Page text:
Ad Execs Bullish On Digital, Marketers More So On Social: Data Reveals 'Disconnect' With Agencies

Advertising executives -– both marketers and their agency representatives -– continue to increase their optimism toward digital media options, and are beginning to swing toward it as more of a “branding” than a performance “option,” but there are some significant disconnects between the way they look at various digital media silos. While agency executives tend to be far more bullish on the overall use of digital media, marketers are much more optimistic about budgeting for social media.

The findings, which are part of new, detailed analysis coming out of Advertiser Perceptions’ Fall 2011 survey on ad executive attitudes and optimism about media, show the overall index for digital -– including online display, search and video advertising –- trending upward, but the sentiment appears to be driven primarily by agencies. That insight is interesting, because the bottom line of big agencies appears to be benefitting from their continuing shift toward a greater reliance on digital media, according to a Pivotal Research analysis released Monday (OMD, March 13).

“But there is a discrepancy in the way marketers and agencies are seeing it,” says Randy Cohen, a partner in AP -- which produces an ongoing series of ad industry tracking studies under its Advertiser Intelligence Reports banner, including this one. “It’s a disconnect,” he says, adding, “But agencies tend to do what marketers want them to.”

If that’s the case, social media should be the primary beneficiary, according to Cohen, because marketer sentiment is building much more favorably toward social networks versus the rest of the digital mix.

“The mindset is that they’re going to turn into a big share of the digital pie going to social in the next few months,” says Cohen, citing data suggesting that “social media rules the day in mindshare.”

In fact, the data shows that Facebook continues to build in overall ad industry “buying intentions,” and currently ranks nearly twice as strong as the next-biggest media options. Interestingly, the Google Display Network, and Google’s AdWords/Display platform, have shifted into the No. 2 and No 3 spots among ad executive buying intentions for this year, supplanting once-dominant Yahoo’s display ad platform, and previous third-place ranker YouTube.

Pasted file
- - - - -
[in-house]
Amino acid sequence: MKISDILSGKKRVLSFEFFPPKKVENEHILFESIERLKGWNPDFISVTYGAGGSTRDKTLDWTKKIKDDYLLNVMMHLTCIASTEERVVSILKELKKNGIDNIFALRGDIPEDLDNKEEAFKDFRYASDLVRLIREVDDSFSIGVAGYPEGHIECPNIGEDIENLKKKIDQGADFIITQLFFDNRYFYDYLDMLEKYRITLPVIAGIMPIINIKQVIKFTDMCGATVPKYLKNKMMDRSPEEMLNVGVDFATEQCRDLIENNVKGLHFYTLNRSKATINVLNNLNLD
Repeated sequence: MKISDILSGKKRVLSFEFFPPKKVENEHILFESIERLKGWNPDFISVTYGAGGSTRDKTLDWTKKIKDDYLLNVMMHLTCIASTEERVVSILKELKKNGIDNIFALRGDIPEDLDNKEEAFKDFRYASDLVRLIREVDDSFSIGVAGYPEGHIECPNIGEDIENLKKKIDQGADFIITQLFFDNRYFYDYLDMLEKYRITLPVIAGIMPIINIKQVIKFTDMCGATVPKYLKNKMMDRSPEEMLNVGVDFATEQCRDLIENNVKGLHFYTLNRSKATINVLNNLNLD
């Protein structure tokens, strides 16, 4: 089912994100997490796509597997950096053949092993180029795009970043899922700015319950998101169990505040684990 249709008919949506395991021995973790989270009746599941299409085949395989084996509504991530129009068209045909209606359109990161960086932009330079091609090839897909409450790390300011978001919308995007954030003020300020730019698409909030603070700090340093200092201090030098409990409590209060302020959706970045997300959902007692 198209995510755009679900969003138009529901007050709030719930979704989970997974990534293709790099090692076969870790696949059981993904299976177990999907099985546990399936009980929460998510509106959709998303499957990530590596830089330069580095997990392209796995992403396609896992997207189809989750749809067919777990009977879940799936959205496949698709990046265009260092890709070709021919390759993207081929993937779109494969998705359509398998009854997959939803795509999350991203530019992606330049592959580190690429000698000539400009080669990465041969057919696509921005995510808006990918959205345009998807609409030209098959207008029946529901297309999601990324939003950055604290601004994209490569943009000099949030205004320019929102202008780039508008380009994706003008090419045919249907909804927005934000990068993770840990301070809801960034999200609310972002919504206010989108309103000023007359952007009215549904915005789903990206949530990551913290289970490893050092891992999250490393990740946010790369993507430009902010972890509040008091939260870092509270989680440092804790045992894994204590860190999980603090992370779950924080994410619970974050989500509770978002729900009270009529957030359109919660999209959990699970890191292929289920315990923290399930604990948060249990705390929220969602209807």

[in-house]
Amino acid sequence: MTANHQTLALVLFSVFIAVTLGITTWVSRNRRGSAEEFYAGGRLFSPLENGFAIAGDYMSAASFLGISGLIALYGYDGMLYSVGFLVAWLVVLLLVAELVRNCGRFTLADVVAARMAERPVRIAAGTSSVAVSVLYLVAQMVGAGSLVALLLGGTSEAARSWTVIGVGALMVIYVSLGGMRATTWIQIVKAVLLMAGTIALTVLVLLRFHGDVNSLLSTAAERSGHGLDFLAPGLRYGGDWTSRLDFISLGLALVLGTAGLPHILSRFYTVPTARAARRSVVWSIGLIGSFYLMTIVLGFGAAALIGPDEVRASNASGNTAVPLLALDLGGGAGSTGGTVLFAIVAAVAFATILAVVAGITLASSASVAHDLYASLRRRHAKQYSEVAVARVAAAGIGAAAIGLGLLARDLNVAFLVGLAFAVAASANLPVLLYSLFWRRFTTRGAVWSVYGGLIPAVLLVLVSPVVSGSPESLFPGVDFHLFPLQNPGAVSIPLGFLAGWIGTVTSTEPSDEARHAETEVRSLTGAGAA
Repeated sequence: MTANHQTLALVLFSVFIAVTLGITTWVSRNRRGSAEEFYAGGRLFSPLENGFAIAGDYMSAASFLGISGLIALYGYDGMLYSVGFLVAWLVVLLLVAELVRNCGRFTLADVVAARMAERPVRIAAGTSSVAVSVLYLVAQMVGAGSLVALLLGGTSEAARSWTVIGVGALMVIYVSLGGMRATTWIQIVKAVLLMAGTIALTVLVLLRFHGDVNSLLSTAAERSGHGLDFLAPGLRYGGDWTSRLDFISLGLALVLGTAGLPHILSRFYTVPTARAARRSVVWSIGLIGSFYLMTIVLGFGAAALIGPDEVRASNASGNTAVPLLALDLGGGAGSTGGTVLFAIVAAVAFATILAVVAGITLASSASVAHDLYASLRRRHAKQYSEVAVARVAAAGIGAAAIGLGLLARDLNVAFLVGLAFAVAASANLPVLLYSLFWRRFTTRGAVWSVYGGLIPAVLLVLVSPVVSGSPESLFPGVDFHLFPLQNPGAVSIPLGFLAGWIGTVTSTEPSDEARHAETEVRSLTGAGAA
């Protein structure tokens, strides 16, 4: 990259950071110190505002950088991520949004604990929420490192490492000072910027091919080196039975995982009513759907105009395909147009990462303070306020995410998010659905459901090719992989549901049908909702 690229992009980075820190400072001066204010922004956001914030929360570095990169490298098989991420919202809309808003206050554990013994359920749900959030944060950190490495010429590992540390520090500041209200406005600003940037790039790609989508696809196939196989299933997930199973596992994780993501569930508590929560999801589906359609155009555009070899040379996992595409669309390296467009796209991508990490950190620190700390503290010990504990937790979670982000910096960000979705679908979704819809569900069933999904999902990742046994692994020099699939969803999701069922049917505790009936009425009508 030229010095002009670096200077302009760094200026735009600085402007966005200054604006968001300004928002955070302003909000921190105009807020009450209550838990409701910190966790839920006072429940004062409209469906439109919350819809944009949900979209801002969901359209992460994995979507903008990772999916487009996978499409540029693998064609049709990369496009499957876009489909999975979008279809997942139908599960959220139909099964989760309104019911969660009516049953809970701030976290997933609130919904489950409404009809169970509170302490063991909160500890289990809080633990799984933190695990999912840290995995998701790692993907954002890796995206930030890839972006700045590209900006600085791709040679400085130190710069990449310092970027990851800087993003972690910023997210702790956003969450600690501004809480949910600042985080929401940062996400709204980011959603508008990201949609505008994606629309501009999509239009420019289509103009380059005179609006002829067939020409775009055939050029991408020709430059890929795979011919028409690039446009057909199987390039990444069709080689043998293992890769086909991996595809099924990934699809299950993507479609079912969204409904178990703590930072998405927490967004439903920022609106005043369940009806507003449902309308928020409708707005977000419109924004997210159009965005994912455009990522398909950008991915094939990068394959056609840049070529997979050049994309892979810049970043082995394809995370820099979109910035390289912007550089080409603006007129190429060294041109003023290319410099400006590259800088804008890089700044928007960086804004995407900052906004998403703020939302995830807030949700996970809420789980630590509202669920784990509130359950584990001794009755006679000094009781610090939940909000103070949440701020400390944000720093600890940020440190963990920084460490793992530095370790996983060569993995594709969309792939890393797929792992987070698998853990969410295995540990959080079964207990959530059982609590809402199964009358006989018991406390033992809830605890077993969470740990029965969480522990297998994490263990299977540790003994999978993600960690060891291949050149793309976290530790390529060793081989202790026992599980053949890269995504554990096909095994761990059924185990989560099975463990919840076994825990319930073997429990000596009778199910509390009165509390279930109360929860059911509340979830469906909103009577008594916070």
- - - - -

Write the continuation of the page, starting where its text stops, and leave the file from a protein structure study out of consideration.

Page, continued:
The shift toward social also represents a bit of a paradox, says Cohen, because most ad executives still rank it mostly as a “performance” medium versus a “brand-focused medium,” with indexes of 137 and 69, respectively, against those two criteria.

Cohen says that’s a paradox, because the overall sentiment toward digital media is that it is shifting more into a brand-focused advertising option. He says AP’s most recent data shows those two criteria to be almost even, with 49% of the respondents citing “brand” versus 51% citing “performance” as the main criteria for buying digital media over the next 12 months. That’s good news for the online industry, which has been trying to overcome its performance roots in hopes of attracting bigger brand dollars.

Cohen says the fact that marketers are so keen on social, and that they still see it primarily as a performance medium, indicates how much “confusion” there currently is in the digital advertising marketplace.

He attributes that to the fact that options that might be perceived as being more brand-focused, like online video and display advertising networks, and the major portals are not seen as “the new shiny thing” that Facebook and other social media platforms currently are in the minds of marketers.

One thing that does bode well for online video advertising networks heading into this year’s upfront advertising marketplace is that it is currently trending stronger than any other digital ad option except for mobile, which is still nascent. On the downside, agency executives are much more optimistic about online video’s prospects than their clients are. According to AP’s data, there currently is a 14-point index gap between the two on their plans to buy online video over the next 12 months: a 58 for agencies, and a 44 for marketers. Moreover, while agencies gained two index points, marketers dropped two points from AP’s Spring 2011 survey.

Overall Buying Intentions

 

Fall 2010/Index

Spring 2011/Index

Fall 2011/Index

1

Facebook

2092

Facebook

2191

Facebook

2072

2

Yahoo Display

1392

Yahoo Display

923

Google Display

1347

3

YouTube

777

YouTube

909

Google AdWords*

953

4

Twitter

753

AOL

826

Yahoo Display

911

5

Google Display

678

Google Display

791

AOL

866

 

Top 25 Average

482

Top 25 Average

503

Top 25 Average

533

Source: Advertiser Perceptions. A 100 index equals the average of all digital media brands. *Google AdWords Display Network.

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